The Last-Minute Mom’s Guide to Spring Break

I call my style “frazzled momma hanging on the edge of chaos and praying for bedtime.” I often refer to myself as Last-Minute Lisa, and I am truly okay with that. So, in the spirit of uniting mothers across Tarrant County who, like me, attempt to plan fun outings with their kids for spring break but fail in executing said plan . . . this post is for YOU.

After living and working in the Fort Worth side of the metroplex for the past 20 years, I have found a lot of fun things to do to get the kids off that couch and into the sun. I can’t think of a better time to try them out than spring break. For one, the weather is AMAZING for us in north Texas, and two, everyone else will be hitting the usual spots like the Fort Worth Zoo (on half-price Wednesday), the Fort Worth Children’s Museum, and the famous cattle drive in the Fort Worth Stockyards. All great places that are dear to my family, but all places that will be insanely busy the week of spring break!

So, take a look at some of my family’s favorite spots. I have no doubt you will find a thing or two that will be a perfect fit for your family.

Tornado Terry’s Family Amusement Center

Tornado Terry’s, located in Keller, is more than 5,500 square feet of arcade heaven! For a fee of $15 per person, you can enter the “Fun Zone” and have unlimited play. I know, $15 can add up if you bring the entire family. But, hear me out. 

I have found that $15 in other arcades equate to about four to five video games before your card balance reads a big, fat zero. Tornado Terry’s one-time fee doesn’t require you to constantly feed the machine tokens or quarters to play. A simple push of the “start” button, and away you go. And games? Boy, do they have them — more than 70 different ones!

For us children of the ’80s, it takes you back to the games of yesteryear: PAC-MAN™, Donkey Kong, and my all time fave — Q*bert! It is a win-win for mom AND the kids. It even has a concession stand area with snacks of all kinds and a party room available to rent out. Your favorite gamer will be in awe of all of the “antique” game graphics that we moms grew up on. I promise!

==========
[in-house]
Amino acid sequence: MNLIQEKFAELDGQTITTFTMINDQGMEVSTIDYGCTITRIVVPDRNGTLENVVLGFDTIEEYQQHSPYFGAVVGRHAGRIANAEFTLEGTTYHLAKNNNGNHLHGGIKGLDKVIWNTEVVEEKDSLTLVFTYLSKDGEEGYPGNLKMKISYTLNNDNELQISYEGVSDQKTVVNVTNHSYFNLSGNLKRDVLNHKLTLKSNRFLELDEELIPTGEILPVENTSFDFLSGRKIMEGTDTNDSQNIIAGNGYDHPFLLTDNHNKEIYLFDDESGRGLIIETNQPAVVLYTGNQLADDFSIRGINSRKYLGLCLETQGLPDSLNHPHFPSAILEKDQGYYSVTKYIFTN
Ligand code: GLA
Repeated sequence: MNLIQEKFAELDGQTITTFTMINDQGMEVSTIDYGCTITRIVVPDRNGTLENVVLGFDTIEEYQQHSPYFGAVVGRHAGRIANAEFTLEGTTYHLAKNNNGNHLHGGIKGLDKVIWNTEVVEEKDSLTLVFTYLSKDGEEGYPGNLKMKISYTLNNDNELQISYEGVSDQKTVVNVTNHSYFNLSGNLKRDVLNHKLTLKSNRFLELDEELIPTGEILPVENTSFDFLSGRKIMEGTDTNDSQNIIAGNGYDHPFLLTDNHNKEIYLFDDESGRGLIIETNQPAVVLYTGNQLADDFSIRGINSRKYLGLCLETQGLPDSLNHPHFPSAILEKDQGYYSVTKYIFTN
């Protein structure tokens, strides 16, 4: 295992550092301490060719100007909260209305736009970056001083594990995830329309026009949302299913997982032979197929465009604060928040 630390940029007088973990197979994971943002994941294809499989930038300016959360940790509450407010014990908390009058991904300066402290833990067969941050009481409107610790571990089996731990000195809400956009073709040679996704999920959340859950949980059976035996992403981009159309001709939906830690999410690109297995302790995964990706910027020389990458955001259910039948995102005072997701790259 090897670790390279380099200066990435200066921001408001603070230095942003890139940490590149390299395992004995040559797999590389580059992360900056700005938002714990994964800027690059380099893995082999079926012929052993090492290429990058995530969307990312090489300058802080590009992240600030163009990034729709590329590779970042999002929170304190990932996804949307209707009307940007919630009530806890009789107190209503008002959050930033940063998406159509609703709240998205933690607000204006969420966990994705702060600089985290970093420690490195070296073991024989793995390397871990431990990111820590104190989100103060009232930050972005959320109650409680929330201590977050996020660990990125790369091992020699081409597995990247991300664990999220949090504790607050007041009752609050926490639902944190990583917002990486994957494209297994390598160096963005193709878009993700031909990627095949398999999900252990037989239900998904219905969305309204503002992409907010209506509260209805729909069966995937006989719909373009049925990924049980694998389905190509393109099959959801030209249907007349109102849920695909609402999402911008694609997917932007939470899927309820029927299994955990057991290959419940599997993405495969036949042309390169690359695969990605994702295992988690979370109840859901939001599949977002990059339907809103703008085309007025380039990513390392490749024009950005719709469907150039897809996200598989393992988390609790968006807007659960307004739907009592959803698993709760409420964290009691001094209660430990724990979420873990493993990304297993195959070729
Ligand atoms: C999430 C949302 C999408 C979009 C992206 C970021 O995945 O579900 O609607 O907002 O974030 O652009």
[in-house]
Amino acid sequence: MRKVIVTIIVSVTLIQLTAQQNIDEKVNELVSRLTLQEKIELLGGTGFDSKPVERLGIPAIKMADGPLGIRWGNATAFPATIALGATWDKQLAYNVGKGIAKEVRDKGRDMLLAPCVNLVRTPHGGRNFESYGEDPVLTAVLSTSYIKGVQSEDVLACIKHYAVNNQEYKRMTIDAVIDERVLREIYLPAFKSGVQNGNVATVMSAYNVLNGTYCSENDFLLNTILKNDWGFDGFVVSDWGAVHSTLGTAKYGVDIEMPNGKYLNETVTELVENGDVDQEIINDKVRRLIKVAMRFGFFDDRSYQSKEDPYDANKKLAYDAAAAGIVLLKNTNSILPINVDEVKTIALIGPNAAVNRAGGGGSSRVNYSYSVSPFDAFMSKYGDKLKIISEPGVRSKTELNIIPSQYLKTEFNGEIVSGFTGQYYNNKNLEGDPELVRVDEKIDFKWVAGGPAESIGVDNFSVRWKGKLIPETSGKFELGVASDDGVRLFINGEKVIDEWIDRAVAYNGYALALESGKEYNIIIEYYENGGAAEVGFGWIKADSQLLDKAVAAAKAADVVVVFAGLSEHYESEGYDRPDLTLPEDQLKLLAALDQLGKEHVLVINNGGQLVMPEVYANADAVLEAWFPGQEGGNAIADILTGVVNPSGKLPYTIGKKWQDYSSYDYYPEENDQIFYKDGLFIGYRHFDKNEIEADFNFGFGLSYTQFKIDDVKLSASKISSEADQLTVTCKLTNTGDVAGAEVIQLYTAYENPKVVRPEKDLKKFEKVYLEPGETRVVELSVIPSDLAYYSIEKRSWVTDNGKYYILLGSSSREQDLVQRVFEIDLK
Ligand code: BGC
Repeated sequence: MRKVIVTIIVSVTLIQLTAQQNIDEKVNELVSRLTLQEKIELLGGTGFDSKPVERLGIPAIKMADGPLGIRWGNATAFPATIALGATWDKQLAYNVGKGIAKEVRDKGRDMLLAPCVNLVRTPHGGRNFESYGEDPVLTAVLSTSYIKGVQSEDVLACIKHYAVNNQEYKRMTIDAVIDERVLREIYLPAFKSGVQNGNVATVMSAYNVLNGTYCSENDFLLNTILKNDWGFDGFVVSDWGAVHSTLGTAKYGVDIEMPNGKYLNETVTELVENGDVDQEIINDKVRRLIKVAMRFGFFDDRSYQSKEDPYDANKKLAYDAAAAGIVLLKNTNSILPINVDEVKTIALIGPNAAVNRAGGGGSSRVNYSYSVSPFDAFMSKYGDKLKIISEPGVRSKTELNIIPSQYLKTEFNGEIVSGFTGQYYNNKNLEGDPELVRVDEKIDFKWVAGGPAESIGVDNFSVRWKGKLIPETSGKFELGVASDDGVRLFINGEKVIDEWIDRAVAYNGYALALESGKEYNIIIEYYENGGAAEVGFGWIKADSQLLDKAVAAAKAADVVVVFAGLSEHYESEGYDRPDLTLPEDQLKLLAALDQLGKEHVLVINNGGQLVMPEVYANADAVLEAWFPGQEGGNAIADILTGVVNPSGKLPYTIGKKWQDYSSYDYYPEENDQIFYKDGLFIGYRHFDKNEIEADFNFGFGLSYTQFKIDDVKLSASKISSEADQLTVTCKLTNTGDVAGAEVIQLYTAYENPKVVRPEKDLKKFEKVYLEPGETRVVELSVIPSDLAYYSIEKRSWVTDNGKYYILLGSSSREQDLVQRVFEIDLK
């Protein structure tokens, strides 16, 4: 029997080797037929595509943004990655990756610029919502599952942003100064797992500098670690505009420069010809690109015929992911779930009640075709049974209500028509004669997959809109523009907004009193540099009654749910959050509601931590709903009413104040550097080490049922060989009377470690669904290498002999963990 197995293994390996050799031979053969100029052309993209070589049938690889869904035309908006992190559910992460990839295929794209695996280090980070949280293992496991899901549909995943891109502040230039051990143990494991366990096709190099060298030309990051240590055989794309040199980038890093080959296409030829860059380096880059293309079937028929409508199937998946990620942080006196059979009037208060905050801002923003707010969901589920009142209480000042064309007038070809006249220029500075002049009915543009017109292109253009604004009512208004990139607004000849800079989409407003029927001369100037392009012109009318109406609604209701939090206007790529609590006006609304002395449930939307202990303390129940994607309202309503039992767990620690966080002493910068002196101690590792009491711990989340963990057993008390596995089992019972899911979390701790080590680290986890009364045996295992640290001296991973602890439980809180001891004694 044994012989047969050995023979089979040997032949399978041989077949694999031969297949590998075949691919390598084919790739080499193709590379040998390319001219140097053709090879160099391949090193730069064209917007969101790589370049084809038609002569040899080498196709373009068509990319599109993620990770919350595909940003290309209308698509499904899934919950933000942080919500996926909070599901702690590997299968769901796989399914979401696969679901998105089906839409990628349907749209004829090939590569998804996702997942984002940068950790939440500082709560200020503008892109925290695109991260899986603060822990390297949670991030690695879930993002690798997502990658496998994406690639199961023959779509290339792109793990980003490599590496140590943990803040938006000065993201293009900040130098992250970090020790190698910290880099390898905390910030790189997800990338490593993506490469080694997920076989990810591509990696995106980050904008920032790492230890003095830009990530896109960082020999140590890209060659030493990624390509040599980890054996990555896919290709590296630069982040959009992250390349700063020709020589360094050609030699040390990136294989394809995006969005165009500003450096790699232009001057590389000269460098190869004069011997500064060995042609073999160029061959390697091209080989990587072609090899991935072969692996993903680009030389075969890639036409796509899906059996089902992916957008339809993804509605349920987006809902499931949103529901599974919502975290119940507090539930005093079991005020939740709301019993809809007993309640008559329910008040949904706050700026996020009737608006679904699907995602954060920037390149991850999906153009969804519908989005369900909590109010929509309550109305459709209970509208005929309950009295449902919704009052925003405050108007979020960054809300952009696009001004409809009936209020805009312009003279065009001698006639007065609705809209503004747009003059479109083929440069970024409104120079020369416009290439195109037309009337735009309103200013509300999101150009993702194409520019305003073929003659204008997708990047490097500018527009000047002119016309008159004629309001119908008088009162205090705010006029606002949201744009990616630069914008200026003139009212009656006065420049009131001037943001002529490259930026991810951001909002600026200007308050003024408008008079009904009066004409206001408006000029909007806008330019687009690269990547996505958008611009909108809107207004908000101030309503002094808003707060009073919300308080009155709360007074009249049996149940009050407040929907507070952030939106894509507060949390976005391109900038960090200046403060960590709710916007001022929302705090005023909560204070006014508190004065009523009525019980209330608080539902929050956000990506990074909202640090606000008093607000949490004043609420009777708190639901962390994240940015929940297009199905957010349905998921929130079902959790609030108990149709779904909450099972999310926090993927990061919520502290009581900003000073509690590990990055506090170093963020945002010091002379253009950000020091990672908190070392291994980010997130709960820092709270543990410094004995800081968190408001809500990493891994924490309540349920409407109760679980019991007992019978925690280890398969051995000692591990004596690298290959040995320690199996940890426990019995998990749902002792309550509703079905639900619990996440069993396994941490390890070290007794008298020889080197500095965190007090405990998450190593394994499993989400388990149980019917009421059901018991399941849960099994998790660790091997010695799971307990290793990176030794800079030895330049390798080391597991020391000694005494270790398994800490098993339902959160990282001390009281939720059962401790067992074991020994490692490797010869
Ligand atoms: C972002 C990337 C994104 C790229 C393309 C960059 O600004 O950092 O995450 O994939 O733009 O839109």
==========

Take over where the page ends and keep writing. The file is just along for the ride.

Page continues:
The Bureau of Engraving and Printing

Truly a hidden national treasure in north Fort Worth, the Bureau of Engraving and Printing (BEP) allows you to take a look into one of two places in the United States where paper money is printed.

Often referred to as the “Money Factory,” the BEP offers FREE 45-minute guided tours every Tuesday through Friday. It is, for obvious reasons, an extremely secure facility. No phones, cameras, or devices of any kind are allowed to accompany you on the tour. Visitors — children included — will have to go through security screening prior to entering the facility.

After the tour, don’t forget to hit the gift shop (gift shops seem to attract my children like giant, magnetic force fields) for a cool souvenir of your day at the place where money gets its start.

A few tips:

  • No reservations are required; however, groups larger than 10 should call prior to going to allow BEP staff to plan ahead.
  • I would recommend this tour for kids ages six and older. The tour gets a little long for the wee ones and won’t be near engaging enough for them. 

C.R. Smith Museum

Our first trip here, many years ago, was a treasured family outing. Admission costs have increased a little since then, but so have the number of fun things to see and do.

Nestled off of State Highway 360, the C.R. Smith Museum is a must-see for any aviator buffs as well as the entire family. It is housed in a 35,000 square foot building with fun for everyone. It was built in honor of the aviation pioneer and long-time American Airlines president, C. R. Smith, a native Texan.

Filled with interactive exhibits and a full-sized, rare Douglas DC-3 airliner, the museum won’t disappoint with the amount of aviation history and facts that welcome you around each corner.

A few tips:

  • binocularsThey are closed on Sunday and Monday each week.
  • To avoid the crowds, go right when it opens at 9:00 a.m. or a few hours prior to closing at 5:00 p.m.